Cartel currency trading claim in Australia tipped to exceed $69m

Five large investment banks are being accused in Australia of colluding to distort foreign exchange rates.

    Five major banks are being sued under a class action in Australia for allegedly rigging foreign exchange trades [EPA]
    Five major banks are being sued under a class action in Australia for allegedly rigging foreign exchange trades [EPA]

    A class action lawsuit has been filed in the federal court of Australia against five major investment banks for allegedly rigging currency exchange rates.

    The five international banks - UBS (based in Switzerland), JPMorgan and Citibank (based in the United States), and Barclays and the Royal Bank of Scotland (in the United Kingdom) - have all been accused of engaging in illegal cartel conduct between January 2008 and October 2013.

    The Australian case will partly rely on findings from international investigations and admissions made during those inquiries. Earlier this month, JPMorgan, Barclays, RBS and Citibank were among banks fined $1.2bn by the European Union for rigging the foreign-exchange market.

    Kimi Nishimura, a principal lawyer at the law firm Maurice Blackburn, told Al Jazeera that she expected the Australian case to exceed 100 million Australian dollars ($69m) - a cost that comes on the heels of a $2.3bn payment in the US and $100m class action payment in Canada.

    "It's very early stages, but we do anticipate it will be very large," Nishimura said.

    UBS, Citibank and JPMorgan declined to comment on the case. Spokespeople from RBS and Barclays did not respond to phone requests for comment during a UK holiday.

    The Australian foreign exchange market is the eighth largest in the world.

    The group claim's lead plaintiff is a Sydney-based company that imports dental and medical equipment under the trading name Wisbey Dental.

    "Australian businesses shouldn't pay more because the banks got together to work out how to make more profits for themselves. It's hard to take individual action against this kind of price rigging because the price increases are small, but when repeated over thousands of transactions they make a real difference to currency prices," managing director Greg Wisbey said in a statement.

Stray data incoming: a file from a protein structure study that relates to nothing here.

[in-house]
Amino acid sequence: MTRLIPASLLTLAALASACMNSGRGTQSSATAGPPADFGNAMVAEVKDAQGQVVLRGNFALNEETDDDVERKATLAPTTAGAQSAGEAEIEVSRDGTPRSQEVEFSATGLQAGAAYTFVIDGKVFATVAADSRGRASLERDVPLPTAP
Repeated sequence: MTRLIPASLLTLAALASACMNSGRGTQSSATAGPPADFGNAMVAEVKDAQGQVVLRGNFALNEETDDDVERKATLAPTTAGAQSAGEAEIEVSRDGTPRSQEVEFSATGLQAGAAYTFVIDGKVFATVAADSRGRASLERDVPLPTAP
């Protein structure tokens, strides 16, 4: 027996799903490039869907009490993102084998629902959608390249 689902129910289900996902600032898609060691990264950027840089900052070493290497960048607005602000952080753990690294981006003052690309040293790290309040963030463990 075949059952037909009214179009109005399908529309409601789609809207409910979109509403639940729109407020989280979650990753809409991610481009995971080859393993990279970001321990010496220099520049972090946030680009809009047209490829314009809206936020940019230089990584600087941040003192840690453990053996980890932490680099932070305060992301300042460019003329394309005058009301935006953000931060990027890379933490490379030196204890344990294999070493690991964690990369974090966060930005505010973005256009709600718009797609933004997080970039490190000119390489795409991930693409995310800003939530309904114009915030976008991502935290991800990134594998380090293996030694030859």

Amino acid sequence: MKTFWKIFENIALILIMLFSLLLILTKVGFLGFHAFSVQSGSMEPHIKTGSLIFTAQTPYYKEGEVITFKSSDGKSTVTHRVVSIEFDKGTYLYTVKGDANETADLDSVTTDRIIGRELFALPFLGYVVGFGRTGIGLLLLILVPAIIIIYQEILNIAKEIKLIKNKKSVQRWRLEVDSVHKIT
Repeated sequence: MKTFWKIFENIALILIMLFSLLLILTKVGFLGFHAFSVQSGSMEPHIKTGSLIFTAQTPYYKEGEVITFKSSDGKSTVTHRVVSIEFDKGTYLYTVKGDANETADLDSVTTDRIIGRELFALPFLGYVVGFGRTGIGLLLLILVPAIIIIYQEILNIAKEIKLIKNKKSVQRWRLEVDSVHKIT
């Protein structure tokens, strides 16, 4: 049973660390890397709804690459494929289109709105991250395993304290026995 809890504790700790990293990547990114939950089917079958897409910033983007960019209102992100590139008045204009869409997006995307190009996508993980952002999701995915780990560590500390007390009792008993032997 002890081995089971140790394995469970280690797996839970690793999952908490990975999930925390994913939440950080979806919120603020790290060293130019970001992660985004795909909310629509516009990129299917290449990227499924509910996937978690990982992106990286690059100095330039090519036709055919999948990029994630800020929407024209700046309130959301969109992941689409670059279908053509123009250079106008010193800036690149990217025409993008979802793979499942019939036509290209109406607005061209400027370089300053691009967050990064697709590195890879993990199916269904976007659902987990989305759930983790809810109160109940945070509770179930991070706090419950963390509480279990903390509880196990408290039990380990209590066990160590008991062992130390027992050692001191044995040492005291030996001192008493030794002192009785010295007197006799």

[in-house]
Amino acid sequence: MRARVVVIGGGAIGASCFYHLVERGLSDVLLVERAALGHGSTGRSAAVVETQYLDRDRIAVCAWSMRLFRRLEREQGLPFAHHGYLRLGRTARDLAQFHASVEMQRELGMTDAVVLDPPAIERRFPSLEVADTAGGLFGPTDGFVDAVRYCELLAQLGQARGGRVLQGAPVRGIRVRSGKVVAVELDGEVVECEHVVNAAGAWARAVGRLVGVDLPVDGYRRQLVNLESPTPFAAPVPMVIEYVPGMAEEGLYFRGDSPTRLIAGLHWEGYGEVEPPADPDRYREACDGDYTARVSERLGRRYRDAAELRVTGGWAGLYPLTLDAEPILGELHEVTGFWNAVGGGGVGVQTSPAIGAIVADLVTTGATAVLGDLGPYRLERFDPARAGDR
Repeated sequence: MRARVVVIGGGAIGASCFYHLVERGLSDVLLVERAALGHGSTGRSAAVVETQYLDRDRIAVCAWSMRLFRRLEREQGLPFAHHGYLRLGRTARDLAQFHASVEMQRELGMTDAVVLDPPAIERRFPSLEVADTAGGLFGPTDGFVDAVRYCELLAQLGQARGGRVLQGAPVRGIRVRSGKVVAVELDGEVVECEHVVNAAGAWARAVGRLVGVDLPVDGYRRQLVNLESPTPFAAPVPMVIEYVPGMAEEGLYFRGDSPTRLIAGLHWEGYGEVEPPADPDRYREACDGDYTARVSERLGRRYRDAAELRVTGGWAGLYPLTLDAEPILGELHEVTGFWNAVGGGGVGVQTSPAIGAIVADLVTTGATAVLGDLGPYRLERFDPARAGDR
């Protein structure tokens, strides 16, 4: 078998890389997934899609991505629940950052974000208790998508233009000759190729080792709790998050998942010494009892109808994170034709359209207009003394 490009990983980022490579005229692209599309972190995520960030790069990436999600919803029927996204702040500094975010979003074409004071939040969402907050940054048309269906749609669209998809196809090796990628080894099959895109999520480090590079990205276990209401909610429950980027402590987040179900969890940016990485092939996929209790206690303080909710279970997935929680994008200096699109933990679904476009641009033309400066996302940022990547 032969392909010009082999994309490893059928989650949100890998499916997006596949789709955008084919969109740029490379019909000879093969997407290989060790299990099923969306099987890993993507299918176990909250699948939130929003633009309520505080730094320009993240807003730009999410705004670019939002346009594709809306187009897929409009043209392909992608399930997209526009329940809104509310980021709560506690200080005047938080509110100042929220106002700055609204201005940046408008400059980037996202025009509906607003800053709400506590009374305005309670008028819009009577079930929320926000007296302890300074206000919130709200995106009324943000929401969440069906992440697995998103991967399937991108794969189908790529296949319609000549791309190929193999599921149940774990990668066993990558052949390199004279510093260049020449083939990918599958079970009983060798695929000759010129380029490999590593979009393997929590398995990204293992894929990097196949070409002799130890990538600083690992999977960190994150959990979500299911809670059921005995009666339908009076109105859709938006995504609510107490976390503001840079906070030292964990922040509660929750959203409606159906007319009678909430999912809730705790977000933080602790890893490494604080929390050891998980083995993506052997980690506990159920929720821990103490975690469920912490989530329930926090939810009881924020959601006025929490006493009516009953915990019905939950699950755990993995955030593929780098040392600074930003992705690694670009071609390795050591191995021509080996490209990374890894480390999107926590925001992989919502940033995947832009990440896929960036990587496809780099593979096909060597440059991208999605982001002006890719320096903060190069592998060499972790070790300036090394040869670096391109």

"I rely on forex trading because my business needs to trade with international companies, but to have been subjected to an uneven playing field and paying an inflated price for no good reason, well that's just unfair and hurts Australian businesses like mine."

    In a statement, Maurice Blackburn Lawyers claimed there was systematic manipulation to "boost profits at the expense of Australian businesses and investors".

    'The cartel'

    The Australian claim mentions transcripts of internet chat rooms filed as part of the US class action suit. The chat rooms were colourfully named 'The Cartel', 'The Mafia', 'One Team', 'One Dream', 'The Players' and 'The Three Way Banana Split', among other monikers.

    Allegedly, foreign-exchange traders used the chat rooms to disclose confidential customer information and make agreements with traders from other institutions to coordinate foreign-exchange trading "in a manner designed to influence the WMR Fix, ECB Fix, and other FX benchmark fixes and market prices generally".

    In addition, the traders are accused of concealing their conversations through the use of codewords and controlling and restricting entry into the chatrooms.

    Another blow to confidence

    The case comes after a damaging report - issued by Australia's Royal Commission into Misconduct in the Banking, Superannuation and Financial Services Industry - recommended sweeping reforms to the Australian sector.

    Over months of public hearings, the Royal Commission heard of people being charged fees for services that were never received. In some cases, customers were charged fees even after they had died.

    In its final recommendations in February, the Royal Commission referred 24 companies to regulators for possible criminal or civil action, including some of the country's biggest financial institutions.

    It also recommended greater oversight of regulators with the creation of an independently chaired body to hold them to account.

    Nishimura said Australian investors and businesses had been cheated.

    "I think this is just another example of people finding out post-fact that the institutions they've relied on, they've been ripped off by," she said.

    SOURCE: Al Jazeera News